Precious Metal Glossary
REEDS Jewelers prides itself on using the finest materials for our jewelry. Learn more about the precious metals we offer and the characteristics that make them so special with our precious metal glossary.
Gold is a very valuable element that is naturally yellow in color. Although gold is quite strong and is resistant to rust, tarnish, and corrosion, it's also the most malleable of all precious metals. Pure gold is alloyed with a mixture of metals like silver, copper, nickel, and zinc to give it strength and durability for everyday wear. The purity of gold is measured in karats or karatage. Karatage is expressed in 24ths, making 24k gold, 100% gold.
White gold is very popular in all types of jewelry. To make yellow gold have a silvery-white appearance, it is combined with white metal alloys and plated with an extremely hard element called rhodium. Although strong, rhodium may wear away over time. Re-plating is a simple process that can be done to restore whiteness to faded or tarnished jewelry.
Another form of gold is rose gold. With a slightly pinkish hue lending itself naturally to a feminine and romantic vibe, rose tone gold has become a popular option for jewelry in the last few years and continues to be a leader in the world of fine jewelry. Rose gold jewelry is created by mixing gold with copper alloys to produce the rosy-pink appearance.
Silver is one of the oldest and most valuable types of precious metals. However, 99.9% pure silver, also known as fine silver, is generally too soft for making jewelry, so the silver is usually alloyed with another metal to give it strength and durability. Sterling silver is the most popular of the alloys and consists of 92.5 percent silver and 7.5 percent copper. Other metals can be substituted besides copper, but copper seems to be the best match with silver and doesn't take away from the value of the piece. There are several reasons why silver is such a beloved choice for fine jewelry. It has a gorgeous luster that is unlikely to show much tarnish with age. It is also less likely to show scratches in the same way as gold. Your silver jewelry can last a lifetime as long as you treat it with care! Silver jewelry should be kept either in a cloth pouch or in a separate compartment where you store your jewelry. Never expose silver to household cleaning products or chlorinated water, as these chemicals can damage silver.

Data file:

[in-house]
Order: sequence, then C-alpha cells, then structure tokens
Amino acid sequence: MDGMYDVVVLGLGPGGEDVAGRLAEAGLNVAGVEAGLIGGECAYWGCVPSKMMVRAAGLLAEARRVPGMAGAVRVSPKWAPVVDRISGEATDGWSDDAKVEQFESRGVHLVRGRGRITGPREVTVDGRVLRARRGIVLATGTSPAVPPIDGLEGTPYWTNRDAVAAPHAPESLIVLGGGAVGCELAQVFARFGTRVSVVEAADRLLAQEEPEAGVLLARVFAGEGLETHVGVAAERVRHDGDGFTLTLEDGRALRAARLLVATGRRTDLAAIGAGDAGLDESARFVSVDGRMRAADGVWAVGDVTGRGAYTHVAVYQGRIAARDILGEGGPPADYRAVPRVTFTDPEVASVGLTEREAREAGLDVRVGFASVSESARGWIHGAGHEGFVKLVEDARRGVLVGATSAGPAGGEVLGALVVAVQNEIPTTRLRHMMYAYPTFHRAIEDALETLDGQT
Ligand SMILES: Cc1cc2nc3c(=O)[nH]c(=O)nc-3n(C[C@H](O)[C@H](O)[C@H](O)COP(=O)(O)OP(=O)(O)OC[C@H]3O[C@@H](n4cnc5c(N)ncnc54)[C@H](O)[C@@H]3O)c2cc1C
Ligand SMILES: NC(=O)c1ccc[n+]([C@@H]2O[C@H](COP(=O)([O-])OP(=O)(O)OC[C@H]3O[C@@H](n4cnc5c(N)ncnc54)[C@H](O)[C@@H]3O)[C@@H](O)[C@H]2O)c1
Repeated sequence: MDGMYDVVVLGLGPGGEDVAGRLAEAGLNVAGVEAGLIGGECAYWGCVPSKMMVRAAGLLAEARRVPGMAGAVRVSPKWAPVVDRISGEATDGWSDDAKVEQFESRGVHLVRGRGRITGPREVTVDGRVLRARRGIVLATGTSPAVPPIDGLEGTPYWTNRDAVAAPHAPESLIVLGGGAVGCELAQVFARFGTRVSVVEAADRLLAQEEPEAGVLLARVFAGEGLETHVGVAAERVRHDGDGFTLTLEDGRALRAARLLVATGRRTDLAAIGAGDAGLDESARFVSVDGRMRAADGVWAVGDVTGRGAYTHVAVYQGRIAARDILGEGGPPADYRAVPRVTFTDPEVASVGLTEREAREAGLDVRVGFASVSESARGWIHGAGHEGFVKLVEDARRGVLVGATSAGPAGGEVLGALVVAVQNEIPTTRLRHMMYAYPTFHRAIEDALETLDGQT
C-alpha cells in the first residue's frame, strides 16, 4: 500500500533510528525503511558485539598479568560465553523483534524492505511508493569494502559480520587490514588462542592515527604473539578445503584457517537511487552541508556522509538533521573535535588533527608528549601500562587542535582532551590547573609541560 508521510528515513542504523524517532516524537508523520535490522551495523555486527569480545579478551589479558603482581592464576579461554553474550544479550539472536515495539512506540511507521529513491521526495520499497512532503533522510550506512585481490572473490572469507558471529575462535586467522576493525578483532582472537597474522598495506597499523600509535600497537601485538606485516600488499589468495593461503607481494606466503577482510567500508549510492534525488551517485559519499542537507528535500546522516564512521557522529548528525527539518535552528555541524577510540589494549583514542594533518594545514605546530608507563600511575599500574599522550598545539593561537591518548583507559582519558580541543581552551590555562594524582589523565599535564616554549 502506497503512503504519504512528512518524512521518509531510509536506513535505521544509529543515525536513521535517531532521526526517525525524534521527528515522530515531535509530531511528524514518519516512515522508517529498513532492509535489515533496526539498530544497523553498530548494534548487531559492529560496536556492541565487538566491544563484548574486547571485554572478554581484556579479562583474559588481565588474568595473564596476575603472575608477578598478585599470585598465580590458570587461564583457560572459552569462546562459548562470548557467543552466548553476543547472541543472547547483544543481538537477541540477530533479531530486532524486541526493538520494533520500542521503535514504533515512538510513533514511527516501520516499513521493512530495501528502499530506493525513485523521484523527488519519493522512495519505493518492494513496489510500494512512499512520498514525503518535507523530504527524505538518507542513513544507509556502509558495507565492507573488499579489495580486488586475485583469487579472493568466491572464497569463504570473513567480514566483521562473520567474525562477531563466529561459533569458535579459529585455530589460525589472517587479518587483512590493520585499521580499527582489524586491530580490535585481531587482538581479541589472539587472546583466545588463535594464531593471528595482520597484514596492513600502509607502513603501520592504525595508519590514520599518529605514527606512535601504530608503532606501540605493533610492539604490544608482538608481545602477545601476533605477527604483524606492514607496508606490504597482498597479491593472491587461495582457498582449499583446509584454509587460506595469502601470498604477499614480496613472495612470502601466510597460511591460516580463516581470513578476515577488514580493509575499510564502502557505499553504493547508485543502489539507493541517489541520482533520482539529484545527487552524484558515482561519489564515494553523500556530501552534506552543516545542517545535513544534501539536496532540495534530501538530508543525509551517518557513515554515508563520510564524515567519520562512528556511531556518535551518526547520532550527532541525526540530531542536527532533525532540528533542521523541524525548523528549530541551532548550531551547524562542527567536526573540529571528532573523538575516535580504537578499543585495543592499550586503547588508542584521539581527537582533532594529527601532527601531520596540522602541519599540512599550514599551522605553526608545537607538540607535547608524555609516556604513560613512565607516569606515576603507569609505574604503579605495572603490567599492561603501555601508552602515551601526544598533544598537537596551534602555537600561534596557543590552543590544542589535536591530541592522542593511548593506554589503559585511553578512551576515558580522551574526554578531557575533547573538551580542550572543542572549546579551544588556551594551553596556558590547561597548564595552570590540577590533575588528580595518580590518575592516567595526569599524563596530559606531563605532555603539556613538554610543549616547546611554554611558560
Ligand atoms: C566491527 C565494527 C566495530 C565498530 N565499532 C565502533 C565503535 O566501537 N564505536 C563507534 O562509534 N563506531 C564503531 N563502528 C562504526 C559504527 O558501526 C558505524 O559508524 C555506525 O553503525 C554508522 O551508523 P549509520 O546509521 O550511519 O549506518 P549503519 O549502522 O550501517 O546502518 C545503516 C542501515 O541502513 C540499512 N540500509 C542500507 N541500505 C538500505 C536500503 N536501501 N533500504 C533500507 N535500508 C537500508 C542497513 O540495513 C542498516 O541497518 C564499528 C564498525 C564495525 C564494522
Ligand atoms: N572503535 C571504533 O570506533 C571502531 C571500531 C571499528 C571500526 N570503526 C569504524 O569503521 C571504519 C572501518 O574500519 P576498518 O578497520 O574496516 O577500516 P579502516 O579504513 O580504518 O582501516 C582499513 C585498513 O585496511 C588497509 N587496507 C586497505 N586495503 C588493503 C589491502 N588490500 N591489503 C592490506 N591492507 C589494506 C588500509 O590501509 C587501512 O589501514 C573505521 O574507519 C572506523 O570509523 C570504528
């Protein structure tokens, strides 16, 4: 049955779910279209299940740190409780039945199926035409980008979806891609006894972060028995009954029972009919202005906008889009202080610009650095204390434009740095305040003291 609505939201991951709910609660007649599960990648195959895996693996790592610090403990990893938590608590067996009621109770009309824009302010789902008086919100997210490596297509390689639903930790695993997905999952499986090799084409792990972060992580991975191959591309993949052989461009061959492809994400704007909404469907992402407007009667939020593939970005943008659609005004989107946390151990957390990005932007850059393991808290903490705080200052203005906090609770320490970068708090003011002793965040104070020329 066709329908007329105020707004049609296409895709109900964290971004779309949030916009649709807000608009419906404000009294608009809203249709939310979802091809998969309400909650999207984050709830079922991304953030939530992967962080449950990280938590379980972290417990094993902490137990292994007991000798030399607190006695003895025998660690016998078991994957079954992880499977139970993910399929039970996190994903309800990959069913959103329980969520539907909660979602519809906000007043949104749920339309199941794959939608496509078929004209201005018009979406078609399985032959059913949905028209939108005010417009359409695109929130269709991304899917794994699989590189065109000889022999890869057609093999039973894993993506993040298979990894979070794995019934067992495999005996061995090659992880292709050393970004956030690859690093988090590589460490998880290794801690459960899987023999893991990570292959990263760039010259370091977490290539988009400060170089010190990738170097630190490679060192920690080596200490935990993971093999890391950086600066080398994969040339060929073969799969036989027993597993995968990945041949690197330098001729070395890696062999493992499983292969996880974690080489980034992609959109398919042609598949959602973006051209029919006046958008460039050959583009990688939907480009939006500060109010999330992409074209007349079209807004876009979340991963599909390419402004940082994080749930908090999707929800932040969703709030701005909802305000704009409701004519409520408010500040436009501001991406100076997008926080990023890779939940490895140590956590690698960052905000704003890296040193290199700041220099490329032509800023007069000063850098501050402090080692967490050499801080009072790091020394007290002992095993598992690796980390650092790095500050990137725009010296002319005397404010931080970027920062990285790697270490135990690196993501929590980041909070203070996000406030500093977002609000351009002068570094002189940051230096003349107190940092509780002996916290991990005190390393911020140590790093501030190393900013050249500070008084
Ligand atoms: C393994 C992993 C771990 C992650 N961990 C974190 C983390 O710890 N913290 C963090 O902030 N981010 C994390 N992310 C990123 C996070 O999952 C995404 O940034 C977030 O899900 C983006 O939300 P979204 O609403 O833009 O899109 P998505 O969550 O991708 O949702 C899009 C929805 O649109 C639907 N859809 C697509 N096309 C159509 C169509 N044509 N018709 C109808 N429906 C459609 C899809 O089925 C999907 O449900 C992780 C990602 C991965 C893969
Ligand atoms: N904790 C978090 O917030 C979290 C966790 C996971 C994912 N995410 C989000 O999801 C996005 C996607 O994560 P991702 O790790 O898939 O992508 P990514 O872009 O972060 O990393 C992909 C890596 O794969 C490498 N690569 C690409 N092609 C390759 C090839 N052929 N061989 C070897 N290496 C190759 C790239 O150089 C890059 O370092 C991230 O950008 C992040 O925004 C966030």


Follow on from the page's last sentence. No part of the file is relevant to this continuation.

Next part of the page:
Perfect for jewelry, the silver-white metal, platinum, is very strong and doesn't tarnish. Due to its resistance to scratches and fading, it is very popular for both engagement rings and wedding bands. Its purity means that platinum is hypoallergenic and its naturally white sheen means that you will never have to re-plate your rings. Platinum is the heaviest of the precious metals and is also considered a noble metal.
30 times rarer than gold and lighter than platinum, palladium is naturally white and durable. Palladium is 95% pure when used in jewelry and will not require re-plating to retain its stunning white color. Much like platinum, palladium is a noble metal and is resistance to corrosion and oxidation in moist air.
When choosing fine jewelry for any occasion, it is essential to know the different metal types. With this helpful precious metal glossary, you can make an informed selection to find the ideal metal for your jewelry needs.